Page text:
Working for organizations whether it was companies I worked for or for outside activity organizations, there are always going to be the same type of person I was going to have a problem with. It’s always the same recurring thing and I have yet to develop an “antidote” on how to deal with this type of person.
Let’s just say that person is Jack and you know Jack. Jack is the person that has been with the organization since the year of the flood and might have been one of those who actually founded the organization. While Jack did a ton of good for the organization, he hasn’t done much in a very long time and the problem is that Jack doesn’t get the subtle hints that he should take a back seat in the decision making process. The problem with Jack is he really doesn’t care about the organization, all he cares about is his spot and that spot is being in the decision making process. Jack won’t be friendly to anyone who will threaten his spot and he would take anyone with some competence and vision as some sort of threat. Jack wants the status quo and doesn’t want the organization to improve because he’s afraid of losing control over his spot.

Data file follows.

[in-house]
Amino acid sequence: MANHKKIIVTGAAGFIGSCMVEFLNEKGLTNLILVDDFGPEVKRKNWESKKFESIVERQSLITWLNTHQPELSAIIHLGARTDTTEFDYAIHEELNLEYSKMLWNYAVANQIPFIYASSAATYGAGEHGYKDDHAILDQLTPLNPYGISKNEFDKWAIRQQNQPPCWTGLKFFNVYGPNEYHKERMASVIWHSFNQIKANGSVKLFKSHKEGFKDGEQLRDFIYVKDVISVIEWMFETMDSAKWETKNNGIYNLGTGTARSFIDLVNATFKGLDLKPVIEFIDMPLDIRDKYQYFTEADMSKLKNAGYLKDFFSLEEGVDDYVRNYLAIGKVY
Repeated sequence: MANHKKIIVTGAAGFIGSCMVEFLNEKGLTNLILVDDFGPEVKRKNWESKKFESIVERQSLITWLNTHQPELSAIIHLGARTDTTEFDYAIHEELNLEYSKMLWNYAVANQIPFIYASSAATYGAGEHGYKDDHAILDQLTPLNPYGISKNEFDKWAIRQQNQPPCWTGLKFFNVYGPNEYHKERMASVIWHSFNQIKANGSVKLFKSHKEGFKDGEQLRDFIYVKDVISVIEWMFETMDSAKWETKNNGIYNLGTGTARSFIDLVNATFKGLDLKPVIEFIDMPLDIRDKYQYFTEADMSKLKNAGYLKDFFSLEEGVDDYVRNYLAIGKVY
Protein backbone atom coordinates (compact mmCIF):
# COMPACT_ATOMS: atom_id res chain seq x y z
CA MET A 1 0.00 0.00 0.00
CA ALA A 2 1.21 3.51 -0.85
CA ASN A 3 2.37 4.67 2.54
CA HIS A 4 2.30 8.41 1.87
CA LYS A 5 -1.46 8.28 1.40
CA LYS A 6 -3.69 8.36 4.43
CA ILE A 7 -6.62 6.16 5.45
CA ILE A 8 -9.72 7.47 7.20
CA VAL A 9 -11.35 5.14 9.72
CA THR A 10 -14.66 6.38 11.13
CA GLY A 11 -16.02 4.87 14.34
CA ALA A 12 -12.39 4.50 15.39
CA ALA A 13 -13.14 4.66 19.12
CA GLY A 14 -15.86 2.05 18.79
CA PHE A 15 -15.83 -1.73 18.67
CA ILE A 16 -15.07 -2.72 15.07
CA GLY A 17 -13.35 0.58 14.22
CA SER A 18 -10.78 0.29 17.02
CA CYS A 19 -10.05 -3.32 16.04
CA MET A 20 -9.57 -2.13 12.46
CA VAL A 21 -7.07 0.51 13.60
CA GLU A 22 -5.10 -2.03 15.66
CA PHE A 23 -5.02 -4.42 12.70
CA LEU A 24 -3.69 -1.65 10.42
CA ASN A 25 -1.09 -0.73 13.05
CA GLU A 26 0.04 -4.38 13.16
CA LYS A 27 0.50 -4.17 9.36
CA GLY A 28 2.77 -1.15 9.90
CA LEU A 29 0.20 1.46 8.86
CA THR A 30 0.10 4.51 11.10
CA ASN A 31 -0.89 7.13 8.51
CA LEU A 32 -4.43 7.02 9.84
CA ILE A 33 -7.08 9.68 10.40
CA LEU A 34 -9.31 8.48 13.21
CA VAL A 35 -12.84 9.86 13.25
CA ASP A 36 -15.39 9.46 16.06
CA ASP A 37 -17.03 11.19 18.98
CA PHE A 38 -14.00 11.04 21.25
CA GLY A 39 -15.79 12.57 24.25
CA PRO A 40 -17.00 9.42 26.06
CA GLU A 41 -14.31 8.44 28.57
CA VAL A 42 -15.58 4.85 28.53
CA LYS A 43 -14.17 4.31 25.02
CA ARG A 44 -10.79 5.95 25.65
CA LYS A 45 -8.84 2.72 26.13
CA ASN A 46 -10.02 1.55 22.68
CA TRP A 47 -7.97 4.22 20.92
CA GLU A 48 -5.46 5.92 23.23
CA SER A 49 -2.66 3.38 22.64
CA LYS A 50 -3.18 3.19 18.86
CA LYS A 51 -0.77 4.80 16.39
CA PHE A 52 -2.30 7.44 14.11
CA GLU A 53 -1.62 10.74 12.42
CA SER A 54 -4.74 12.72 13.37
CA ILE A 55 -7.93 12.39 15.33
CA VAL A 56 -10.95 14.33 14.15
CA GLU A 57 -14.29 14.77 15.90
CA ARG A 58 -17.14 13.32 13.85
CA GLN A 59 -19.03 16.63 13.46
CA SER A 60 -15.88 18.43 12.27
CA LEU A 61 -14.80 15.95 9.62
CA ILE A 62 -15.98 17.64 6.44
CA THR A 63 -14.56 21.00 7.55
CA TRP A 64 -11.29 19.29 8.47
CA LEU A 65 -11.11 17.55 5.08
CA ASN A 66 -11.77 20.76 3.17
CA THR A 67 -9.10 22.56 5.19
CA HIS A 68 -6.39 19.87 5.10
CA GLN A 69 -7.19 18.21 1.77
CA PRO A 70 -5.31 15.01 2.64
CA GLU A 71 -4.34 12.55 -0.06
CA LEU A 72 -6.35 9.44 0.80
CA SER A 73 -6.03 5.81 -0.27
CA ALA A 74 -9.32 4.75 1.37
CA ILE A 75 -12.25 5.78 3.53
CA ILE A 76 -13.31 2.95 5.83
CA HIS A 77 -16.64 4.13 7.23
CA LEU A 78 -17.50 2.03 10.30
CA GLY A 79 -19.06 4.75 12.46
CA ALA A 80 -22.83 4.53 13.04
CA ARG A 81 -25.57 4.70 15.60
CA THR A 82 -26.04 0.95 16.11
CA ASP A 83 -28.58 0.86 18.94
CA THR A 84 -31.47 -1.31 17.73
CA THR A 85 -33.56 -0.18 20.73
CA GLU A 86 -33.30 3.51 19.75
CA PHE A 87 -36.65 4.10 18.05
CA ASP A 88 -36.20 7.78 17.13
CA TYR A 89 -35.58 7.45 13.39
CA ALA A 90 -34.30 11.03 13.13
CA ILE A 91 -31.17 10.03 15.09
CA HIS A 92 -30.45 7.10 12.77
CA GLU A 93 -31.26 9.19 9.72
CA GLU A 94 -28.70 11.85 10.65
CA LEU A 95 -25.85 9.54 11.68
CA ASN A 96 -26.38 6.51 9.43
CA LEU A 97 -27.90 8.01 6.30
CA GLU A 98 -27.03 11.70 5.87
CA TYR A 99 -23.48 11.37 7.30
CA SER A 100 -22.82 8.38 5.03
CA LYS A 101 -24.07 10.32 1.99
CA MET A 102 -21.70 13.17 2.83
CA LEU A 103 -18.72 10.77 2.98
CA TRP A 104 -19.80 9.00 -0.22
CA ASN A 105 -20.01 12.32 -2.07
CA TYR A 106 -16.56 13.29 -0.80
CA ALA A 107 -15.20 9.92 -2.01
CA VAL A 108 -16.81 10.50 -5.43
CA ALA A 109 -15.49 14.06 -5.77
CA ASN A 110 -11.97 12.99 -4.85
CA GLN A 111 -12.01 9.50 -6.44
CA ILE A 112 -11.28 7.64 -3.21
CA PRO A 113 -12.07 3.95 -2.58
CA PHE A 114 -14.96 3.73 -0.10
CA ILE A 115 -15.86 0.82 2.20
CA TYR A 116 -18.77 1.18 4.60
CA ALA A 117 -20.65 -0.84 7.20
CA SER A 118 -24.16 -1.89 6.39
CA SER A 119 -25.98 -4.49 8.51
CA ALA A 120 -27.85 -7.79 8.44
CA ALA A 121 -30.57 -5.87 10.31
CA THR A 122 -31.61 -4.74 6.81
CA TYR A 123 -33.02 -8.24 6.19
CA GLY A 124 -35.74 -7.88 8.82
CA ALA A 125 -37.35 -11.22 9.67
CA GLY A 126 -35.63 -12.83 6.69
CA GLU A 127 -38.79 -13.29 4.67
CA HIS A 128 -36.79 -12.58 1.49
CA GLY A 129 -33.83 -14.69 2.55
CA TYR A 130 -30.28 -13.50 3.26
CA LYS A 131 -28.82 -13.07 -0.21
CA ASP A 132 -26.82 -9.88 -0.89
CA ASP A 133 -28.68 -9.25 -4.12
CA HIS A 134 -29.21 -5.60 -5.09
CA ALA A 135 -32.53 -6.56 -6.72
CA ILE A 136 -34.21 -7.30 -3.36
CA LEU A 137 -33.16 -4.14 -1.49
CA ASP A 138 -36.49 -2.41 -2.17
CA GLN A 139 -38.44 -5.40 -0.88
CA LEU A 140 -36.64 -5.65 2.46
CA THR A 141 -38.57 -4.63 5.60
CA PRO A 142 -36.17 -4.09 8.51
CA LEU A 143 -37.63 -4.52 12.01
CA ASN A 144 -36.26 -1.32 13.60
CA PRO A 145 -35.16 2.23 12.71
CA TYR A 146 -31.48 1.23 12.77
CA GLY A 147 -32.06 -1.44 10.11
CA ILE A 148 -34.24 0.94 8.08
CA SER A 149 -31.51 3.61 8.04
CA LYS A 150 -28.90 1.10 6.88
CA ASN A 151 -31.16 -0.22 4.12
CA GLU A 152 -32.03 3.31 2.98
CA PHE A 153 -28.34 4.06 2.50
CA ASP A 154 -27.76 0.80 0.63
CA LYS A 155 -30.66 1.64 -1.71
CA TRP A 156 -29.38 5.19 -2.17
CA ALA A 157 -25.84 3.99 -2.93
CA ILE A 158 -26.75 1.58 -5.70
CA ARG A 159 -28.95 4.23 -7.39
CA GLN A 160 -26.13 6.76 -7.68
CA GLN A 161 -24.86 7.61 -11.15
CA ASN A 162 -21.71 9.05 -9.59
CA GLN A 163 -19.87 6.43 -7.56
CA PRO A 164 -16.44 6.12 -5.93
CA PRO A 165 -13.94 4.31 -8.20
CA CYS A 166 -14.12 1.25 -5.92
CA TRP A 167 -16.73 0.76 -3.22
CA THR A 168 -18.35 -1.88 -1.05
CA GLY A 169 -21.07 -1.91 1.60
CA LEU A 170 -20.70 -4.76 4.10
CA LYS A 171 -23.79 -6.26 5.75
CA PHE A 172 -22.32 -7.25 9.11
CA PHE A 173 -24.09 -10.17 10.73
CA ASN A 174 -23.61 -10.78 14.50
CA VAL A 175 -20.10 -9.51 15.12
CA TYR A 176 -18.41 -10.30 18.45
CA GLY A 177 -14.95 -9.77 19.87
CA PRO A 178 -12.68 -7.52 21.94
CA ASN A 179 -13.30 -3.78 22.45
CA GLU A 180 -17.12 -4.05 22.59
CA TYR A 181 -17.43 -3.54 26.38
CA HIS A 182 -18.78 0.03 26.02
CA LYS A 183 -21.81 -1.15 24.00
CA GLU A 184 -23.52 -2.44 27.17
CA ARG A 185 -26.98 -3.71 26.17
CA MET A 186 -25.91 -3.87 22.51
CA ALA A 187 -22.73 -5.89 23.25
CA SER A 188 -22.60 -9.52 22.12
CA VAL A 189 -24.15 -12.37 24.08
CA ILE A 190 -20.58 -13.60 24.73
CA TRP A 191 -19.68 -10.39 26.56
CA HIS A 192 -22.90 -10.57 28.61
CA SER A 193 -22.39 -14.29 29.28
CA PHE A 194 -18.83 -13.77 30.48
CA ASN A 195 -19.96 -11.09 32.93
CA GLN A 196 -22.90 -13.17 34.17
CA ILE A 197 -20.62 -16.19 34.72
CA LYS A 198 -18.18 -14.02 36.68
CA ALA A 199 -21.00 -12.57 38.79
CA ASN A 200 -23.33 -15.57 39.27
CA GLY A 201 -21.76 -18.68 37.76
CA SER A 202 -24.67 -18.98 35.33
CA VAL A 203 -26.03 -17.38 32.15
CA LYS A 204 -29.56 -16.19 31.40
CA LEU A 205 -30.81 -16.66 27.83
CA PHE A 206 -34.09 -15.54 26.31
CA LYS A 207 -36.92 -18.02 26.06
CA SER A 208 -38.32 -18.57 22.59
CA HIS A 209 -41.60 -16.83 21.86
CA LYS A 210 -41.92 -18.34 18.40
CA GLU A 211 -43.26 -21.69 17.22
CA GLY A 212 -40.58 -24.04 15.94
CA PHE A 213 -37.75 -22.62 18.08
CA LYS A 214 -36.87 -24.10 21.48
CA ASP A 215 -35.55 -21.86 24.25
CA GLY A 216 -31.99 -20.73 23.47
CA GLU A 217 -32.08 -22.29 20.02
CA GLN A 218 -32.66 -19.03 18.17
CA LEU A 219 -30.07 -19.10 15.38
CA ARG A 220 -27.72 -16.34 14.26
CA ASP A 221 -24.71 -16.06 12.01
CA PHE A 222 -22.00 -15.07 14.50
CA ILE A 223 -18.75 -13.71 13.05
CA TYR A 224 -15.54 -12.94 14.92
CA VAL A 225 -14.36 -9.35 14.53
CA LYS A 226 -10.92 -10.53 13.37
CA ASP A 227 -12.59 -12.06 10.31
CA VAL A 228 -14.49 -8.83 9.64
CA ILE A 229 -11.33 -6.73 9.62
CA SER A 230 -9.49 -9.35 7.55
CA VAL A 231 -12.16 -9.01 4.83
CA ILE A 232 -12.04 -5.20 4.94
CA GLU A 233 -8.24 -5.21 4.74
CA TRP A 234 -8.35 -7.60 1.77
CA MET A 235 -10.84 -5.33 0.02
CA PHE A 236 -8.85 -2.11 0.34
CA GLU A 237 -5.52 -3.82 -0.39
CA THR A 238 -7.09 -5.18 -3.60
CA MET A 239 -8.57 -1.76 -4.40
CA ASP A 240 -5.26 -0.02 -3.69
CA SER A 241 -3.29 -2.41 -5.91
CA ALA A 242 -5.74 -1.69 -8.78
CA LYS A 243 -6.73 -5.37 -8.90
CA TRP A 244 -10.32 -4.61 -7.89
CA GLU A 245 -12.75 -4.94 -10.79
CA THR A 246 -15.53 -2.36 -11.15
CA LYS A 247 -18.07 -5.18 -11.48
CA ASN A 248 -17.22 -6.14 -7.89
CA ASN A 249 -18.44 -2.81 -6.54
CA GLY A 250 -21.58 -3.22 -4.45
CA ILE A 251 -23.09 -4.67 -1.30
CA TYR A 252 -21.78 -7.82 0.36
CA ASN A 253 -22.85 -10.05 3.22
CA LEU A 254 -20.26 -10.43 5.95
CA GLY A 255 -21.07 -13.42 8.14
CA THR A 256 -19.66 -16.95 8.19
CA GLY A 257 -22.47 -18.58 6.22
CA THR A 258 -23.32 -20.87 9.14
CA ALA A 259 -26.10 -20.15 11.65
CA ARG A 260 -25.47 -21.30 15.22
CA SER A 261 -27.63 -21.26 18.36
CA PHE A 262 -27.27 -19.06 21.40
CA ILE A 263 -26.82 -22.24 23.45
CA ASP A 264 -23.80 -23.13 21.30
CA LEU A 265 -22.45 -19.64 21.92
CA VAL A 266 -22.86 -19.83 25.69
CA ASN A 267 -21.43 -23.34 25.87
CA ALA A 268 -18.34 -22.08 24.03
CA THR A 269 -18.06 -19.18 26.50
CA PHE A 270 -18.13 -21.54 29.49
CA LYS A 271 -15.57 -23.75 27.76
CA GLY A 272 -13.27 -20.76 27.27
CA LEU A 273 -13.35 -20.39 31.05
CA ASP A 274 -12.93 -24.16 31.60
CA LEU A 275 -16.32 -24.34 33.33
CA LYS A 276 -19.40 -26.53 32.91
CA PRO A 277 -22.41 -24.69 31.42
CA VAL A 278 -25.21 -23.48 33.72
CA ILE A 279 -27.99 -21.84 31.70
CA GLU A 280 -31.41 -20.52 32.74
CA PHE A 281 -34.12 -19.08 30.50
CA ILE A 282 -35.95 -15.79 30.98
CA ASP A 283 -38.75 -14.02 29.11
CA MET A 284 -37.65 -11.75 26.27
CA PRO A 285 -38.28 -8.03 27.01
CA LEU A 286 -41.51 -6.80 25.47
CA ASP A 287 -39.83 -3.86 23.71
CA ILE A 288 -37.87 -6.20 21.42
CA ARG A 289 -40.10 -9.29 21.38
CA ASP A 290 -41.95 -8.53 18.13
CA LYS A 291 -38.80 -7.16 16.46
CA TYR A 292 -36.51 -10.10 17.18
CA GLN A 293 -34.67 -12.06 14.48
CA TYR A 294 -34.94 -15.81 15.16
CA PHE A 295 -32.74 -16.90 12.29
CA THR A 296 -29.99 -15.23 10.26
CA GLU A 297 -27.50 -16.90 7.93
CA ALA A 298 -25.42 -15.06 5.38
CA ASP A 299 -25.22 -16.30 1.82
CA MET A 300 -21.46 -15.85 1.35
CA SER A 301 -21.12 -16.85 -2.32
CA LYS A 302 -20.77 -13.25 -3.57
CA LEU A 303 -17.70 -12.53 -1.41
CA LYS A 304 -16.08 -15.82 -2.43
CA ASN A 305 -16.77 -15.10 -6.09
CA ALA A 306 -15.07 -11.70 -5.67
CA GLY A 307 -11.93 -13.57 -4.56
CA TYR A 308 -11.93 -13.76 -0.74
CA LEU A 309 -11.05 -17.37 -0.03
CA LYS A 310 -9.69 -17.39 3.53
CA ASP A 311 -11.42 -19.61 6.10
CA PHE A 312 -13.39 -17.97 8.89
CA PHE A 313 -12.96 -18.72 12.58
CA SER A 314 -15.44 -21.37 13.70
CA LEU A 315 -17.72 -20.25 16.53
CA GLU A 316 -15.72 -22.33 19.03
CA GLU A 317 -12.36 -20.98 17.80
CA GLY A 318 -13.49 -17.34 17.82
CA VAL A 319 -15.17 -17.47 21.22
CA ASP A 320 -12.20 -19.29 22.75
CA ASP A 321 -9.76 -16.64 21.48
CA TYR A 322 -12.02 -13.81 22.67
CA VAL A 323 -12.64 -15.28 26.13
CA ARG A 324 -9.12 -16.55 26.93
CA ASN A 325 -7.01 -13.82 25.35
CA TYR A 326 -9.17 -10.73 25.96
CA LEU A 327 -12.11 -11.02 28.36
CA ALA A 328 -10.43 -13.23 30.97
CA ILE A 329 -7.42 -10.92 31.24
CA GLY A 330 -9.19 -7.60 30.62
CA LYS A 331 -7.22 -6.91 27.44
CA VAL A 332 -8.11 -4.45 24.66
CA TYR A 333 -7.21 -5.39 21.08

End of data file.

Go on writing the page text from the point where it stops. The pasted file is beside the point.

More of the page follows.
I worked for a third party administration (TPA) where Jack would push out anyone who were doing excellent work and would show that maybe Jack isn’t so competent and that maybe it’s time for Jack to take a step back. If I can tell you the amount of people that Jack has pushed out, you would have an all star lineup of retirement plan heavyweights including some people who created their own TPA, the best operations person you ever met, and some ERISA attorney who writes a lot.
The problem with Jack is telling him that his time is up. Not many people can pick up the social cues out there that it’s time for them to step back. People are very sensitive and I’m sure someone like Jack are extremely sensitive because they might have a sense of entitlement because they worked for that organization for a very long time. Forget negotiating peace in the Middle East, I think having the sensitivity to tell Jack that he needs to leave his spot is going to be very difficult and people tend to avoid difficult things in the workplace.
It’s hard to tell someone that the organization they helped built maybe better off with new voices in the decision making process. As I always say, Steven Wozniak left Apple and not everyone who was a founder or someone who helped at the beginning needs to still be at the controls.
You know Jack and he’s no Jack of all trades, he’s got one mission and that’s to protect his spot.